Category Archives: Uncategorized

Copyright Easter Eggs

Commercial map providers have for years used ‘easter eggs’ or as cartographers know them ‘trap streets’. These are fake streets, churches and sometimes villages in maps that are put in on purpose. If you copy the map then the map owner knows it was you because you couldn’t possibly have mapped these fake features.

OSM has a large wiki page on the subject including this picture of an A-Z map:

Notice ‘Lye Close’ ? This pun has been put there as a trap street, there is no actual street there.

In the license process, the OpenStreetMap Foundation has recognised the need for a license not just based in copyright law. Like large commercial map suppliers we are moving toward a license based upon copyright, database and contract law. These ‘three pillars’ are the same foundations upon which many data sets are sold.

Similarly and in order to professionalise OpenStreetMap due to the increasing completeness and therefore value of the OpenStreetMap data we need to protect copyright. The OpenStreetMap Foundation has decided to begin a process of entering trap streets in to our data. These will be in out of the way places so that they are not noticed, but if that data turns up in a TomTom or similar device then we will be able to prosecute for infringing our data.

This process was decided on secretly at the first OSMF board meeting over a year ago and many hundreds of trap streets are now present. The OSMF has decided to go public now because we have completed an entire ‘fake village’ and placed it in southern Germany. These trap streets and the trap village are un-deletable in the API due to special code to protect copyright.

The OpenStreetMap Foundation Board feel this is a good compromise between on the one hand having only real streets and no copyright protection and on the other enforcing all downloads of data with DRM mechanisms which were found impractical. The community impact is now to be measured, now that these methods and tools are public.

The Board would like to invite discussion on this exciting new method of protection, and will follow comments to this post closely.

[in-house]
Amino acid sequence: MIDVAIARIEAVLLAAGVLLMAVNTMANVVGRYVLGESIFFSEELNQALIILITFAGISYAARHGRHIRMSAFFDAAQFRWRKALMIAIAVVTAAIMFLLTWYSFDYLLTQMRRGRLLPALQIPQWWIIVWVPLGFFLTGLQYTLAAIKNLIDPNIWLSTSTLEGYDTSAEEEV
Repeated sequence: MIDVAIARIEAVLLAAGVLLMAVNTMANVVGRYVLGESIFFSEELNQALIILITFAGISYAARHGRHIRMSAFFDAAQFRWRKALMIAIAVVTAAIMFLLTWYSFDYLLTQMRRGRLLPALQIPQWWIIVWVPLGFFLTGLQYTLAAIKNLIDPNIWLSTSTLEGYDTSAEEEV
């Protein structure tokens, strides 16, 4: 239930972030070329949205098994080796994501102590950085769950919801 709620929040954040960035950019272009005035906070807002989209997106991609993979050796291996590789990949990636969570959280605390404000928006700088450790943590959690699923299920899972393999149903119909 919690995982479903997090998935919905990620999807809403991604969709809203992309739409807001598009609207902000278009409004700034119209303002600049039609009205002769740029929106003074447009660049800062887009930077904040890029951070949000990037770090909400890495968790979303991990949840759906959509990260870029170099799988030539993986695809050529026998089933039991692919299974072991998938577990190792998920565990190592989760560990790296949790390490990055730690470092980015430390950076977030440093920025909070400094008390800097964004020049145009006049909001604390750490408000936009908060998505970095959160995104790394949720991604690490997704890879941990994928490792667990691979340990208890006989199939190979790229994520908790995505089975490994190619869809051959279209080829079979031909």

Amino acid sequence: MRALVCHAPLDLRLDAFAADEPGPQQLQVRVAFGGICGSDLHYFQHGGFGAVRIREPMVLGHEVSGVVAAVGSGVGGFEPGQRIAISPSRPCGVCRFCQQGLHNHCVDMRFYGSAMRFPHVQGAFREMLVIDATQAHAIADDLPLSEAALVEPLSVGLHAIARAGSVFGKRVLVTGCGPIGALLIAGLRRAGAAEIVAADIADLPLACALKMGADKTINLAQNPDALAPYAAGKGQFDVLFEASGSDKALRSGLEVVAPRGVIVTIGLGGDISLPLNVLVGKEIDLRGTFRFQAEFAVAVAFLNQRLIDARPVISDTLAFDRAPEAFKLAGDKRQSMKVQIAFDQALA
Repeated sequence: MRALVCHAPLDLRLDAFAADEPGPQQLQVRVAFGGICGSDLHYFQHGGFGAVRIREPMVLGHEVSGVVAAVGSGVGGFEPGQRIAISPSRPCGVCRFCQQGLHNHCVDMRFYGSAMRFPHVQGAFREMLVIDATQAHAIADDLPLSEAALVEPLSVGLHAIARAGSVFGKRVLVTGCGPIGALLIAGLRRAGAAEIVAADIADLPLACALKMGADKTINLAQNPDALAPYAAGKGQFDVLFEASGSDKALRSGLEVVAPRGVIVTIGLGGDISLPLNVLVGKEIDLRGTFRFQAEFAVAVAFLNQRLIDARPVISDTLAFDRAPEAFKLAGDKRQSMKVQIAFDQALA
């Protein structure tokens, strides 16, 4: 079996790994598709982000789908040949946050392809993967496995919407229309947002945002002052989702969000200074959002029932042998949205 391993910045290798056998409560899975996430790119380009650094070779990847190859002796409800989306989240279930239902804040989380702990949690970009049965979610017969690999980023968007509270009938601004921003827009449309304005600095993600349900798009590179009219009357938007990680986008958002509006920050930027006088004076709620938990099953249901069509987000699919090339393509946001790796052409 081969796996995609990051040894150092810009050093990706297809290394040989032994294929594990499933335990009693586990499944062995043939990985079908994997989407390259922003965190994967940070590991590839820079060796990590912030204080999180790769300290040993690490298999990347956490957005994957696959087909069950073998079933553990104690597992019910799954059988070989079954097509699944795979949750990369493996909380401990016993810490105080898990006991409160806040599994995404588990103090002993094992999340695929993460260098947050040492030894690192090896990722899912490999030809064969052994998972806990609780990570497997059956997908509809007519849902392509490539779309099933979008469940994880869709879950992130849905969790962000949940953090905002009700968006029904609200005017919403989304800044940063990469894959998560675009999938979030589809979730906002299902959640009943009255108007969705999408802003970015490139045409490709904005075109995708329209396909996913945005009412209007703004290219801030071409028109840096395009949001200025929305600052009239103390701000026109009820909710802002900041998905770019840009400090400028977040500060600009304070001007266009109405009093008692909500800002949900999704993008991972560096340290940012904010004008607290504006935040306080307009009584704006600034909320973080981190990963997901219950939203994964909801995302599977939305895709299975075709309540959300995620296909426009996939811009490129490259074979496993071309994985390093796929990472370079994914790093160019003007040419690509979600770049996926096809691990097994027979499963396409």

The OpenStreetMap Foundation Board.

The state of Terminal 5

Heathrow terminal 5 opened today. With a capacity of 30 million passengers a year (representing an estimated 50,000 car journeys per day), and having been under construction for over five years, you would expect it to be clearly marked on all the leading on-line maps.

So lets have a look at the state of Terminal 5:

Google Maps


Hmmm… no sign of Terminal 5. OK, the new junction from the M25 is shown and half of the spur road, but then it incorrectly becomes an ordinary road. And where T5 should be the old sewage farm access roads are still showing. Really, if you look at Google Maps there’s not much of a clue where T5 is likely to be.



So what about No sign of T5, no new motorway spur road. Nothing.



Now we are getting somewhere. The T5 terminal building is shown and the satellite T5B building. But wait! So is T5C which hasn’t been built yet. Maybe they are getting a bit ahead of themselves.

Well, maybe not, the M25 access road is still shown as under construction (even though it’s been in use by local taxi drivers for over a year) and no it doesn’t connect to Stanwell Moor Road. Oh, and if you zoom out too far T5 disappears, the link road loses it’s motorway status and the old sewage farm access roads re-appear. Oh dear.



Streetmap looks promising. T5 and T5B are shown, but marked as under construction. T5C is not shown; extra marks for getting that right. The motorway spur road is shown correctly terminating at a roundabout, and the access roads into the terminal are show as stubs. Almost full marks so far. Zoom in a bit… oh dear, the motorway spur now terminates incorrectly at Stanwell Moor Road, all the local access roads are gone, and T5C suddenly appears. Arrgh.